Pilgrimage Routes: Finding Your Inner Wanderer

The world’s pilgrimage routes are filled with spiritual seekers – but also with everyday backpacking women or solo travelers fleeing modern life stresses and looking for serenity, or for something else.

Camino sign
The Camino, one of the most popular pilgrimage routes. These days signs make sure you don’t get lost

What is a pilgrimage, exactly?

A pilgrimage is usually a spiritual journey, often arduous and demanding, that involves travel to sacred sites – most often a shrine or site of religious or mystical importance.

But not always.

Many women undertake cultural pilgrimages with a mundane twist. These can range from music pilgrimages – a visit to Graceland in the footsteps of Elvis, for example, or to Abbey Road in search of Beatles history – to a literary pilgrimage that brings great literature to life.

For the more politically minded, pilgrimages can be to the tombs of leaders like Lenin’s Mausoleum in Moscow’s Red Square or Mao Tse Tung’s in Beijing’s Tiananmen Square.

There are even film or cult pilgrimages – in the steps of the Da Vinci Code, for example, or around New Zealand to visit film locations for Lord of the Rings.


Pilgrimage routes have been traced since Antiquity – to Karnak and Thebes in Egypt, to Ephesus in Byzantium and to Delphi in Greece – and once each four years, during the Olympic Games, to the Temple of Zeus at Olympia. But only with Christianity did pilgrimages really take off.

Oracle at Delphi, Greece
The oracle, Delphi, Greece

Pilgrims were usually men – pilgrimages were seen as too dangerous for women – and almost too tempting, leading to ‘loose morals’.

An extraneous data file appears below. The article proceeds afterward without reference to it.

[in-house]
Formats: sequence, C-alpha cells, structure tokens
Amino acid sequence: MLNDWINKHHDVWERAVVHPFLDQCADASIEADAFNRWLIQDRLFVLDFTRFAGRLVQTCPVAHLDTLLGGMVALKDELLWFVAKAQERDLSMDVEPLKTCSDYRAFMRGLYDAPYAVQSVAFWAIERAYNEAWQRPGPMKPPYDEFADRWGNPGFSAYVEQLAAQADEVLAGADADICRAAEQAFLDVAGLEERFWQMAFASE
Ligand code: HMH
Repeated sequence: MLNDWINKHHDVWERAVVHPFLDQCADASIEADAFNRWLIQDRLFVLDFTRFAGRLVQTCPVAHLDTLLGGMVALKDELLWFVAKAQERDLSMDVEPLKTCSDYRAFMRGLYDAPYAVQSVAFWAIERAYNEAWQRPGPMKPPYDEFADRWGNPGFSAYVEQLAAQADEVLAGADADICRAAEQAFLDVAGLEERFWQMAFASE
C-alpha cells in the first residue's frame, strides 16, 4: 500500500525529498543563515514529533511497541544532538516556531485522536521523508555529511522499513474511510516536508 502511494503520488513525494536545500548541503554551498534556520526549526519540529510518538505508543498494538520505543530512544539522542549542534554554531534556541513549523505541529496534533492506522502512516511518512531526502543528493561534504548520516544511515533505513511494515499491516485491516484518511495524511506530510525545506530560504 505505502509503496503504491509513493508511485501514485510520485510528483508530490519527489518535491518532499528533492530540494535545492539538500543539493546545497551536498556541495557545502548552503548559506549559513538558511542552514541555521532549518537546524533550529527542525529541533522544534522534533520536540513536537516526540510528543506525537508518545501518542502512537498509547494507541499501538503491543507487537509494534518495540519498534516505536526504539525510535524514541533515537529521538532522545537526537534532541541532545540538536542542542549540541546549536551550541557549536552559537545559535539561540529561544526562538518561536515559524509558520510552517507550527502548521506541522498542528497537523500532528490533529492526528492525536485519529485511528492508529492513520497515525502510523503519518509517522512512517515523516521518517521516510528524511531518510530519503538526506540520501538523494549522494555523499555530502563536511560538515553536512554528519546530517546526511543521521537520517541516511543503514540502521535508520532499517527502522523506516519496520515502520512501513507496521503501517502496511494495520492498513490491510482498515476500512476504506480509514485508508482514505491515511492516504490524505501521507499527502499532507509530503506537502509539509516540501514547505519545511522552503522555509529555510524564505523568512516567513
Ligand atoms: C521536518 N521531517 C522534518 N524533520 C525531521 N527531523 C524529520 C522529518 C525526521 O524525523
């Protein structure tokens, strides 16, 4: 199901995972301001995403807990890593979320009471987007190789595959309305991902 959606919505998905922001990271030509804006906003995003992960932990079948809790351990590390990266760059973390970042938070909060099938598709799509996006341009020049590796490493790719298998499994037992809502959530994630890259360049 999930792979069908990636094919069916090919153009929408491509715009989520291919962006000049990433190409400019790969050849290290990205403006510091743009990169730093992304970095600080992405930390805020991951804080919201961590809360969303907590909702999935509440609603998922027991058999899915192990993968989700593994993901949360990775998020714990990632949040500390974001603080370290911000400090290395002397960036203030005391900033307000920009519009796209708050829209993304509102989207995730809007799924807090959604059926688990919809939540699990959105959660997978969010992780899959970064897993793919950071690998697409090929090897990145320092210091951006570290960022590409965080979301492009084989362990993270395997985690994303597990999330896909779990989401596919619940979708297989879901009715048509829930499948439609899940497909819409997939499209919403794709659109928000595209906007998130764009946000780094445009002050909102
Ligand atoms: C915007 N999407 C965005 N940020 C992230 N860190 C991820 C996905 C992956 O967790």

But that didn’t stop women.

Empress Helena, Emperor Constantine’s mother, was already enjoying pilgrimage travel some 1700 years ago between Bethlehem and Jerusalem. A Spanish nun, Egeria, followed in her footsteps a few years later.

In medieval times, literature was filled with stories that served as warnings to honest women: in one, Saracens captured a wealthy pregnant noblewoman on a pilgrimage; in another, a female pilgrim was raped – she ended up in a harem. Enough to discourage any honest female pilgrim!

But no, this didn’t stop intrepid women from tracing their own journeys, but it did ensure only the bravest ten percent did so.

Today, women don’t need to avoid pilgrimages anymore – and no one questions whether we are ‘honest women’ either.

That said, the same rules apply to pilgrimage routes as they do to other travel by backpacking women: dress modestly, be culturally appropriate, and don’t show off with money or possessions.

On the Camino to Santiago
Scallop shell – on the way to Santiago


Many pilgrimage routes are well-known: the Muslim Hajj, which should be undertaken at least once in a lifetime by all healthy Muslims who can afford it; following in the steps of the Buddha; Catholic pilgrimages such as the pilgrimage to Santiago, or El Camino (Way of St James) in Spain or Lourdes in France; the Hindu Chardham; or the Jewish pilgrimage to the Wailing Wall in Jerusalem, to name a few major ones.

Some religious pilgrimage routes are best traveled in a specific manner – pilgrims on the Camino, for example, are encouraged to arrive on foot, horseback or bicycle, at least towards the end.

However you travel, what counts is what you experience as a result. Wherever you go, whatever you do, your pilgrimage will always be your special spiritual adventure, to relive and to remember.

— Originally published on 28 February 2011